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I have learned over the past week about evaluation has to do with “media study comparison.”  It seems that they are not that helpful and can only be applied in very strict terms.  It also helped me understand what I need to do with my final project.  I cannot focus on comparing what students learn using iPads compared to what students would learn just using a book.  I need to focus on measuring changes in 21st century skills and the overall opinions of the students that are in the class.  The data on using the last new technology compared to the old technology has always been proven to show any improvement in results.  I can see how it would be temping to want to compare one medium to another medium.

I also read up on norm-referenced and criterion-referenced tests.  It is interesting that they are completely different in what they test, but yet I feel that people in the educational field really don’t understand the difference.  We in the state of Iowa uses norm-referenced test to report out for No Child Left Behind.   NCBL is suppose to show proficiency for students, yet the stat uses a norm-reference test were 40% of the children will always be below proficiency because it is a norm-referenced test.  It makes not sense.

I’m looking to forward to finishing my last class in the EDTech program.  I just now need to finish my final project.  It is going to be an epic project for me, because I really do think that I’m going to struggle due to my project being different from the others.

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After working with my partners on the second stag of the project, I had a much better idea of what a proposal should look like.  It is a much easier to understand the process through working with the other members on the project.

I’m looking forward to reading the proposals the other students selected.  My selection was called an evaluation, but I don’t really meets the requirement of an evaluation in hindsight.  It is much like the research vs. evaluation, people label a study an evaluation but it is more of a summary report of what people thought.  I assume that this was caused by the people in charge only thinking about evaluating after the years has gone. Now they need to justify the money they spent on a new project, so lets write an evaluation.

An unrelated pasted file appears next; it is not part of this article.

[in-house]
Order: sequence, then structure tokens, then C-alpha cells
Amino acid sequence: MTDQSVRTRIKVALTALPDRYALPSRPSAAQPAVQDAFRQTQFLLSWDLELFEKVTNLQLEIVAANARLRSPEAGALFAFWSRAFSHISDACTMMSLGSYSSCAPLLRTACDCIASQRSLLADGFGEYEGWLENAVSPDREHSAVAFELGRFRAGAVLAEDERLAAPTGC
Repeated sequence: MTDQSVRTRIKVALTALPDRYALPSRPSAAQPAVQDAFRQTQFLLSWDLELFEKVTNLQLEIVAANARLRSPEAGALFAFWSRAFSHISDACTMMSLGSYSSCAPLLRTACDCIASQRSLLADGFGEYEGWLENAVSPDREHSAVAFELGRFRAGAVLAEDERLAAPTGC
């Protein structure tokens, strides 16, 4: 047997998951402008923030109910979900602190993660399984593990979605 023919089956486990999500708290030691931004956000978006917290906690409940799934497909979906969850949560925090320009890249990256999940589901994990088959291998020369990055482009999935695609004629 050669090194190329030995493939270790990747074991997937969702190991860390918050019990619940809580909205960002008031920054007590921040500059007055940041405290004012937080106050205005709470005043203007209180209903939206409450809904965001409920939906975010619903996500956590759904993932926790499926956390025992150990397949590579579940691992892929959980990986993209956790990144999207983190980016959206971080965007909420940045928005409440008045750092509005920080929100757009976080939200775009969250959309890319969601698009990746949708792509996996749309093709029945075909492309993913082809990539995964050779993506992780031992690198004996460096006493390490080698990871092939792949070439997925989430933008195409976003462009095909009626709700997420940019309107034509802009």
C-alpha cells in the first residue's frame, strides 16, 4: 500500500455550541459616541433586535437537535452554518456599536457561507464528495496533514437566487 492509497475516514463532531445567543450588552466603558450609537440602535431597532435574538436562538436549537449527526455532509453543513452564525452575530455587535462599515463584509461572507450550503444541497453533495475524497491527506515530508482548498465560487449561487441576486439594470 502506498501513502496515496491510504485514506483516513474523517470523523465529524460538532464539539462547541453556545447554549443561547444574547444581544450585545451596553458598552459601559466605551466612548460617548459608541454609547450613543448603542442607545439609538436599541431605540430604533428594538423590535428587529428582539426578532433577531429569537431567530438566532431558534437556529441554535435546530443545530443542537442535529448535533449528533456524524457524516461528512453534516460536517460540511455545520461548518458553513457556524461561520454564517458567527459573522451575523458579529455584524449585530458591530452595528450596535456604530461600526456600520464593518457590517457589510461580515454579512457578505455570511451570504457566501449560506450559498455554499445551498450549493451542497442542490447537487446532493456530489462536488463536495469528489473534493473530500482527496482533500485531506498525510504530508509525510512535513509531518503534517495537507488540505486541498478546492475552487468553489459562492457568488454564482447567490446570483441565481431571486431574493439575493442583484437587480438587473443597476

Cycling jerseys I designed on less than famous models

I wonder if there is a divide among evaluators over qualitative vs. quantitative methods?  I thought about this when I was reading over the qualitative methods pieces by Weiss.  There is a perceived (at least by me) divided by educational researches about their preferred method of data collection.  I wondered if this translated over to evaluators?  I would think that evaluators would used a mixed method most of the time, but that is probably only a reflection of what I would do.

On a side note:

I have come to correlate cycling training to evaluation.  I have all this great data I collect on heart-rate, calories burned, total accent, miles, etc.  Which tells some of the story.  My legs the next day can tell a completely different story, because outside factors such as sleep, food consumed, etc.  It got me thinking about what outside factors could effect an evaluation of a program, which an evaluator would never think to ask about.  What if the person running the program covering up problems at home, or a person in the program has a drinking problem?  Is this common?

I have learned the parts of an evaluation proposal.  I’m not sure that I correctly handled the evaluations methods section in the proposal.  I struggled to put into words the goals and methods.  I understand that the evaluation request had to be generic, but for me that made it hard to gasps real situations that I could design an evaluation around.  I also found myself wanting to solve a problem I saw with the DIP program.  Why not make it digital and save the print cost.  I then remember the lecture by Professor Perkins on problem analysis, and realized I was trying to solve a problem that I was not asked to solve and may not need to be solved.  I can see where it would be hard for an evaluator to not just jump in and say this is obvious, you should just do this.

I read through Posavac & Carey to try to get a better understanding of how to write a proposal, and found it to be helpful in understanding evaluation.  It was the same basic information as Boulmrtis & Dutwin, but is a slightly different point of view.  Posavac & Carey will be helpful to me as I start researching for my final project.

I’m looking forward to writing my rubrics for measuring success for my iPad program, and at the same time worried about time management of such a large project during a busy time of year.  It will be nice to have something I can use right away from this class this fall at school.